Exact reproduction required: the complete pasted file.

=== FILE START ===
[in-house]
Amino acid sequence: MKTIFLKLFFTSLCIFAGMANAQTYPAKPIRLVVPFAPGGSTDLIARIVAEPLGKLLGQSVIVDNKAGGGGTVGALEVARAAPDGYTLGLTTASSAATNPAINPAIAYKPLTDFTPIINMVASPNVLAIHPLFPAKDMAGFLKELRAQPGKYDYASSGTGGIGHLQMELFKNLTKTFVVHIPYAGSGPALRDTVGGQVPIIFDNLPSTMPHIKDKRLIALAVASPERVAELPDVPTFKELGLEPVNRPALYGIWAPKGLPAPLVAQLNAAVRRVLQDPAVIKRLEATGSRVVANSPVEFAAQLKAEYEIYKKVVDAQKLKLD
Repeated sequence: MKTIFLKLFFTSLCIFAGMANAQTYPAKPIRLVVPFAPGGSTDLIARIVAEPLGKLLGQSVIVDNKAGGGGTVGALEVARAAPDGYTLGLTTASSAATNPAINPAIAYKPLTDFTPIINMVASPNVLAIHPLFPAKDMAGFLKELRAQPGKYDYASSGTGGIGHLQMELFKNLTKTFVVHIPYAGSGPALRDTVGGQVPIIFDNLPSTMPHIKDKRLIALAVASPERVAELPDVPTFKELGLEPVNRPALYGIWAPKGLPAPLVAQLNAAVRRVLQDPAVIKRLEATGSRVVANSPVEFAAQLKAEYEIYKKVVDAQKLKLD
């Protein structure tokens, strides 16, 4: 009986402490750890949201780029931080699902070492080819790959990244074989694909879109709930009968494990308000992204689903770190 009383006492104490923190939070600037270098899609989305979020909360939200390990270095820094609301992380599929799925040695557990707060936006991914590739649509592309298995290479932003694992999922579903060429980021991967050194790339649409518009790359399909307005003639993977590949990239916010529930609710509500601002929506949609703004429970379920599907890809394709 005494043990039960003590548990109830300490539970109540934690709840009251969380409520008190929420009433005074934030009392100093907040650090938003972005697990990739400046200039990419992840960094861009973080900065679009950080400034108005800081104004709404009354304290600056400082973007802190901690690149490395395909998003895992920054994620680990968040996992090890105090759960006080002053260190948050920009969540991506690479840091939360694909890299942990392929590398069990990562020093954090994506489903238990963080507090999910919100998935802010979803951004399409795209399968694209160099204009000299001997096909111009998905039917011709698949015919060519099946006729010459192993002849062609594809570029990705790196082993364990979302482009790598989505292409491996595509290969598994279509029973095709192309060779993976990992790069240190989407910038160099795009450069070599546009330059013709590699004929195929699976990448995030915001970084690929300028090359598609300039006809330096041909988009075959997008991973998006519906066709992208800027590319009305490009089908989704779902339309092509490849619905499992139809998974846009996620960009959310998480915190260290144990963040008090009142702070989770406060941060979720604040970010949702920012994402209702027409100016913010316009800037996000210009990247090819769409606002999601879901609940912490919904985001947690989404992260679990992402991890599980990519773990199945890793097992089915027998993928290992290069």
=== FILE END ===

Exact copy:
[in-house]
Amino acid sequence: MKTIFLKLFFTSLCIFAGMANAQTYPAKPIRLVVPFAPGGSTDLIARIVAEPLGKLLGQSVIVDNKAGGGGTVGALEVARAAPDGYTLGLTTASSAATNPAINPAIAYKPLTDFTPIINMVASPNVLAIHPLFPAKDMAGFLKELRAQPGKYDYASSGTGGIGHLQMELFKNLTKTFVVHIPYAGSGPALRDTVGGQVPIIFDNLPSTMPHIKDKRLIALAVASPERVAELPDVPTFKELGLEPVNRPALYGIWAPKGLPAPLVAQLNAAVRRVLQDPAVIKRLEATGSRVVANSPVEFAAQLKAEYEIYKKVVDAQKLKLD
Repeated sequence: MKTIFLKLFFTSLCIFAGMANAQTYPAKPIRLVVPFAPGGSTDLIARIVAEPLGKLLGQSVIVDNKAGGGGTVGALEVARAAPDGYTLGLTTASSAATNPAINPAIAYKPLTDFTPIINMVASPNVLAIHPLFPAKDMAGFLKELRAQPGKYDYASSGTGGIGHLQMELFKNLTKTFVVHIPYAGSGPALRDTVGGQVPIIFDNLPSTMPHIKDKRLIALAVASPERVAELPDVPTFKELGLEPVNRPALYGIWAPKGLPAPLVAQLNAAVRRVLQDPAVIKRLEATGSRVVANSPVEFAAQLKAEYEIYKKVVDAQKLKLD
């Protein structure tokens, strides 16, 4: 009986402490750890949201780029931080699902070492080819790959990244074989694909879109709930009968494990308000992204689903770190 009383006492104490923190939070600037270098899609989305979020909360939200390990270095820094609301992380599929799925040695557990707060936006991914590739649509592309298995290479932003694992999922579903060429980021991967050194790339649409518009790359399909307005003639993977590949990239916010529930609710509500601002929506949609703004429970379920599907890809394709 005494043990039960003590548990109830300490539970109540934690709840009251969380409520008190929420009433005074934030009392100093907040650090938003972005697990990739400046200039990419992840960094861009973080900065679009950080400034108005800081104004709404009354304290600056400082973007802190901690690149490395395909998003895992920054994620680990968040996992090890105090759960006080002053260190948050920009969540991506690479840091939360694909890299942990392929590398069990990562020093954090994506489903238990963080507090999910919100998935802010979803951004399409795209399968694209160099204009000299001997096909111009998905039917011709698949015919060519099946006729010459192993002849062609594809570029990705790196082993364990979302482009790598989505292409491996595509290969598994279509029973095709192309060779993976990992790069240190989407910038160099795009450069070599546009330059013709590699004929195929699976990448995030915001970084690929300028090359598609300039006809330096041909988009075959997008991973998006519906066709992208800027590319009305490009089908989704779902339309092509490849619905499992139809998974846009996620960009959310998480915190260290144990963040008090009142702070989770406060941060979720604040970010949702920012994402209702027409100016913010316009800037996000210009990247090819769409606002999601879901609940912490919904985001947690989404992260679990992402991890599980990519773990199945890793097992089915027998993928290992290069």